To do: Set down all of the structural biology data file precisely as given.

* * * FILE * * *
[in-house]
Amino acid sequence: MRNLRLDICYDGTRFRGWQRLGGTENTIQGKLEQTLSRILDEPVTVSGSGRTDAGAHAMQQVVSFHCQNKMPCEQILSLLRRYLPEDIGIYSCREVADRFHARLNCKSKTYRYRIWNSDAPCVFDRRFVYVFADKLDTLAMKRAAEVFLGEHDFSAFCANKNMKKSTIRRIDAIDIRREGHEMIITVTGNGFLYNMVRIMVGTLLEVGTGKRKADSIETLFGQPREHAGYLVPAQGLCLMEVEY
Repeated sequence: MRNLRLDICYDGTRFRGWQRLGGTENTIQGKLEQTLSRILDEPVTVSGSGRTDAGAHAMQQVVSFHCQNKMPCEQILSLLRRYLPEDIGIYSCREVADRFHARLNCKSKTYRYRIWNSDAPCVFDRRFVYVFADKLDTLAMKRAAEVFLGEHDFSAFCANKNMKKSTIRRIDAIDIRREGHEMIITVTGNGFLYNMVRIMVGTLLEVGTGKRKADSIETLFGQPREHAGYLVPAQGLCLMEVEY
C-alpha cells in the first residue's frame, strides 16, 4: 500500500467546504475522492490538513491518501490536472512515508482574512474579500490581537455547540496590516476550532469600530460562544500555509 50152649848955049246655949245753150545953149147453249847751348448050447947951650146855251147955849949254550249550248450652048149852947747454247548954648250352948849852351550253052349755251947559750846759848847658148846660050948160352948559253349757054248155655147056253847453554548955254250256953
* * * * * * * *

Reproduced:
[in-house]
Amino acid sequence: MRNLRLDICYDGTRFRGWQRLGGTENTIQGKLEQTLSRILDEPVTVSGSGRTDAGAHAMQQVVSFHCQNKMPCEQILSLLRRYLPEDIGIYSCREVADRFHARLNCKSKTYRYRIWNSDAPCVFDRRFVYVFADKLDTLAMKRAAEVFLGEHDFSAFCANKNMKKSTIRRIDAIDIRREGHEMIITVTGNGFLYNMVRIMVGTLLEVGTGKRKADSIETLFGQPREHAGYLVPAQGLCLMEVEY
Repeated sequence: MRNLRLDICYDGTRFRGWQRLGGTENTIQGKLEQTLSRILDEPVTVSGSGRTDAGAHAMQQVVSFHCQNKMPCEQILSLLRRYLPEDIGIYSCREVADRFHARLNCKSKTYRYRIWNSDAPCVFDRRFVYVFADKLDTLAMKRAAEVFLGEHDFSAFCANKNMKKSTIRRIDAIDIRREGHEMIITVTGNGFLYNMVRIMVGTLLEVGTGKRKADSIETLFGQPREHAGYLVPAQGLCLMEVEY
C-alpha cells in the first residue's frame, strides 16, 4: 500500500467546504475522492490538513491518501490536472512515508482574512474579500490581537455547540496590516476550532469600530460562544500555509 50152649848955049246655949245753150545953149147453249847751348448050447947951650146855251147955849949254550249550248450652048149852947747454247548954648250352948849852351550253052349755251947559750846759848847658148846660050948160352948559253349757054248155655147056253847453554548955254250256953